While the shift to a digital-first life was brought on by the global pandemic, U.S. consumers plan to keep it up – with online banking (61%), social engagements (56%), and personal shopping (52%), at the top of the list, McAfee reveals.
With the increase in activities online, consumers are potentially exposed to more cyber threats. Notably, 66% of people in the U.S. say they’re concerned about today’s cyber risks, with 29% of respondents admitting that they are not confident in their ability to prevent a cyber-attack.
Cybercriminals taking advantage of consumers’ increased online presence
As consumers continue to adapt to and embrace their new digital worlds, cybercriminals are taking note and looking to take advantage. The more time consumers spend online interacting with various applications and services, the greater their exposure to potential risks (such as third-party breaches) and threats (such as phishing attacks or fraud).
Further proof that this is a big concern for consumers: 71% of U.S. respondents admitted to being most concerned about their financial data being stolen and 68% were concerned that their personal information, such as birth dates or addresses, could get hacked.
“The first step in protecting ourselves is realizing that there’s a lot we can do to stay safe online and to preserve our digital wellness,” said Terry Hicks, EVP of McAfee’s Consumer Business.
“It’s better to prevent a problem than be in a position of having to fix it. We can always work on our own safe online habits – from the apps we install, to the websites we click on, to the emails we open. Making this shift in our mindset and behaviors is a necessity in protecting what we value most- our privacy and identity- giving us all much needed peace of mind.”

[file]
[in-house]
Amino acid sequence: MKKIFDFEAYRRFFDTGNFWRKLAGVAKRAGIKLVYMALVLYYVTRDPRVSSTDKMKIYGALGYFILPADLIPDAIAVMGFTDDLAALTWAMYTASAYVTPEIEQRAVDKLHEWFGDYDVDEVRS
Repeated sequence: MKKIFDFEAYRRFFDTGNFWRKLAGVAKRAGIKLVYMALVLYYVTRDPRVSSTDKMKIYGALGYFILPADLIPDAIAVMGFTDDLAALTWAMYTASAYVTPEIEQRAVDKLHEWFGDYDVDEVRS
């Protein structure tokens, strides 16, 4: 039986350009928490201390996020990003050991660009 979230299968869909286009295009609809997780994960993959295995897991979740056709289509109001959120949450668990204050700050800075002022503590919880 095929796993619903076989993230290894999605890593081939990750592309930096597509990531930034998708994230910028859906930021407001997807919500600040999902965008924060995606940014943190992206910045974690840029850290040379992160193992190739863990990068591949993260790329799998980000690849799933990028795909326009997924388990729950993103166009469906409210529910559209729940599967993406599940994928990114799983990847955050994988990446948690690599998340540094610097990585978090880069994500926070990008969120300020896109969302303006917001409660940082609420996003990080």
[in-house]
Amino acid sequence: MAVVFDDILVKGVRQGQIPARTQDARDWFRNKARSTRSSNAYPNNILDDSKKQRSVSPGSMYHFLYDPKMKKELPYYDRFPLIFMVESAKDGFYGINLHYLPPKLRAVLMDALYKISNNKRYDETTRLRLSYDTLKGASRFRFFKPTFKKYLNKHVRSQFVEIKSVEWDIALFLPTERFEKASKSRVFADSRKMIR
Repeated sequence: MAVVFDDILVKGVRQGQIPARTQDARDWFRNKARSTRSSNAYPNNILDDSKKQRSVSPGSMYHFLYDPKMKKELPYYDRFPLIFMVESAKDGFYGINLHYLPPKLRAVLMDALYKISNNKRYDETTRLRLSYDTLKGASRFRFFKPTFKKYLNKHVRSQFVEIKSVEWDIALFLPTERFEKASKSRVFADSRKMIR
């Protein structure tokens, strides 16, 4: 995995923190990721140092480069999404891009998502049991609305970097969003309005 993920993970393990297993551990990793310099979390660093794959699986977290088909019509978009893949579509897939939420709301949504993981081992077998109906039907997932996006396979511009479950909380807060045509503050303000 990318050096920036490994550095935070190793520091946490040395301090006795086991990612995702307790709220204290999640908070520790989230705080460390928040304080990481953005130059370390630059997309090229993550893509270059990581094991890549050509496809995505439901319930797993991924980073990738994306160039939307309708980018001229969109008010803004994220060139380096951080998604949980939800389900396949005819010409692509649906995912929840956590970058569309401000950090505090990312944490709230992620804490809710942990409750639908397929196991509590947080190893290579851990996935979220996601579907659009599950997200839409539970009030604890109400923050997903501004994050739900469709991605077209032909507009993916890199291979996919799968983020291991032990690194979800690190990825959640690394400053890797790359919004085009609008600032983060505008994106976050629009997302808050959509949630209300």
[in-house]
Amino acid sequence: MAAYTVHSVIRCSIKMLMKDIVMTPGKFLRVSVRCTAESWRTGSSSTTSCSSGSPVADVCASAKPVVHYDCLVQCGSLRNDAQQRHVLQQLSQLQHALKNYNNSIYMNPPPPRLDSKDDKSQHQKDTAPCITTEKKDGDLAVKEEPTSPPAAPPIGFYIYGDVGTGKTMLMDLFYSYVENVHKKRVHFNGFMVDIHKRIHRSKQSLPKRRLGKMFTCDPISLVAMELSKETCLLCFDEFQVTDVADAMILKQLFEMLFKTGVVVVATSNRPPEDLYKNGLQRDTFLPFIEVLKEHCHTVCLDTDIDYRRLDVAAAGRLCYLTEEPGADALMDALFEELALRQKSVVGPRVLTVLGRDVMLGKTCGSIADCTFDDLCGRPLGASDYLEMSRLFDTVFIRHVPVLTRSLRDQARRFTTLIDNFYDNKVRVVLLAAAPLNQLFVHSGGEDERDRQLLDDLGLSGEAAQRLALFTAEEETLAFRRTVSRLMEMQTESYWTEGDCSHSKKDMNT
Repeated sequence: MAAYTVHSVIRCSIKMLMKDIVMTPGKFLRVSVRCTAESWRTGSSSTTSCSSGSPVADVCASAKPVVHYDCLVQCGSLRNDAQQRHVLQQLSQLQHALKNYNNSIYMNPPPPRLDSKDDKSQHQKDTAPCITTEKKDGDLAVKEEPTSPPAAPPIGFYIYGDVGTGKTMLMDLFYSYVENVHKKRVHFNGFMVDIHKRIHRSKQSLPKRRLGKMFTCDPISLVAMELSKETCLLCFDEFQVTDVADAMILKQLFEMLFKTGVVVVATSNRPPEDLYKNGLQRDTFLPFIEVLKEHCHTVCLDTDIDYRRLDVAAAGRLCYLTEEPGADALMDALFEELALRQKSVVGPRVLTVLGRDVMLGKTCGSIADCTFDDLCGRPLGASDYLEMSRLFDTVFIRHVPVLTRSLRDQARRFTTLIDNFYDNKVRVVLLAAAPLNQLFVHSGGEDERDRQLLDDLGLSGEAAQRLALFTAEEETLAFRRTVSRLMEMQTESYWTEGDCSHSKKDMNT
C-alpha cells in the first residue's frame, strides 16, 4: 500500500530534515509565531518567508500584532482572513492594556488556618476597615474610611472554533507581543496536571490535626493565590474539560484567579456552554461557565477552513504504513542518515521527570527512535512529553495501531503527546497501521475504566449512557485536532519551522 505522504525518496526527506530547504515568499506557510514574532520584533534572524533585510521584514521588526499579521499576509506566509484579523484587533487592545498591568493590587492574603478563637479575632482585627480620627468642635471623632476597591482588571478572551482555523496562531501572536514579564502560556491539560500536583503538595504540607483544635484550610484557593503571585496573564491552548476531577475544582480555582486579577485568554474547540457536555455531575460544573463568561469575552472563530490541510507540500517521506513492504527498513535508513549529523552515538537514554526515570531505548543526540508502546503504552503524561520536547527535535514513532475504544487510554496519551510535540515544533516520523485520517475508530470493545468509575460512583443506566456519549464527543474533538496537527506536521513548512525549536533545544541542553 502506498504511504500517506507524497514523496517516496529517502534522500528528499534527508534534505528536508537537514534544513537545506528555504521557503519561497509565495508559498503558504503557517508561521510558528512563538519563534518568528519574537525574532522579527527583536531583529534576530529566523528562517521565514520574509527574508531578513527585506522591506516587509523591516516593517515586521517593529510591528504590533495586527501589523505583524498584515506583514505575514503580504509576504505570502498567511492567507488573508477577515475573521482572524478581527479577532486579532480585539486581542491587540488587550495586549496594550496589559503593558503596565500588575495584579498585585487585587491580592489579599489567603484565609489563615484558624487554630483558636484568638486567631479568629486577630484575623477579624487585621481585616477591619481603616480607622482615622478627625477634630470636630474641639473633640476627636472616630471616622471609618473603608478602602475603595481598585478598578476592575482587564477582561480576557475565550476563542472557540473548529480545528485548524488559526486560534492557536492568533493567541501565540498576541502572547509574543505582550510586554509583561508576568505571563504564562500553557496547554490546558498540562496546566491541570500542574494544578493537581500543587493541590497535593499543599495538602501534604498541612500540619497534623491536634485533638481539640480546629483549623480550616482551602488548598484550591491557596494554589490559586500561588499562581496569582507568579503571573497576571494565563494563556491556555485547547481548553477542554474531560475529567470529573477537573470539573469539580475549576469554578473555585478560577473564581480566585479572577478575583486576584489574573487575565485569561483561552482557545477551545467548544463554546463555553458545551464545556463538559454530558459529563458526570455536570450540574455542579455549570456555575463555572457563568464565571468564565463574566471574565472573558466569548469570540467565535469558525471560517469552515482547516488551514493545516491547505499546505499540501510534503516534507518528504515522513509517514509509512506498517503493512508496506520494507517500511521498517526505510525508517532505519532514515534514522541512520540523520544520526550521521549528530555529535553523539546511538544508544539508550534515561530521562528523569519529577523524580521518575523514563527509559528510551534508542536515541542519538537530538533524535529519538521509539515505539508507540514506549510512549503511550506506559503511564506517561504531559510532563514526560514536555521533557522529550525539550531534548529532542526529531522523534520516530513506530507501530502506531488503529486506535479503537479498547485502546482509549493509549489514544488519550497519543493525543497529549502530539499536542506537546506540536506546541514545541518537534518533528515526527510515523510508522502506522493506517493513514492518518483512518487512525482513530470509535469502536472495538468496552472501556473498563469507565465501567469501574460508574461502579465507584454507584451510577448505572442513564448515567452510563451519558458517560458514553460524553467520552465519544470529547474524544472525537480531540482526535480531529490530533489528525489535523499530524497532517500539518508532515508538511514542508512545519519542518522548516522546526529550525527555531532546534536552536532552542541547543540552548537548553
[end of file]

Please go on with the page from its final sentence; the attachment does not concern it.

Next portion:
Consumers becoming more comfortable with sharing information online
Consumers’ buying habits indicate how they are going about their new digital-first lives, with 70% of respondents saying they’ve purchased at least one connected device in 2020, while 1 in 3 bought three connected devices. However, only 50% took action by purchasing security software, and only 1 in 4 admitted that they actually check if their security software is up to date.
Consumers are also becoming more comfortable with sharing information online which is a big risk – especially as services often ask for multiple contact points. Notably, the report found that 77% of respondents indicated that they started using features designed for convenience in 2020, such as text and email notifications (47%), opt to stay logged in / remember user credentials (27%), and store & auto populate credit card details for faster check outs (24%).
In addition to not always taking the necessary security precautions, U.S. consumers admitted that they haven’t really thought about why hackers might want their data. Notably, 51% of U.S. respondents admitted that they never considered how much their data that is stored and available online is worth.
Hackers are always looking for ways to exploit others for money, and a person’s identity is valuable and can be resold for quite a bit of money. However, nearly 9 in 10 consumers say they would be proactive about protecting it, if that data could be traded as a currency.
Some ways consumers can stay safe online
- Use multi-factor authentication to double check the authenticity of digital users and add an additional layer of security to protect personal data and information.
- Connect with caution. If you have to conduct transactions on a public Wi-Fi connection use a VPN to help keep you safe while you’re online.
- Browse with added security using a tool that blocks malware and phishing sites if you click on a malicious link.
- Protect your identity and important personal information.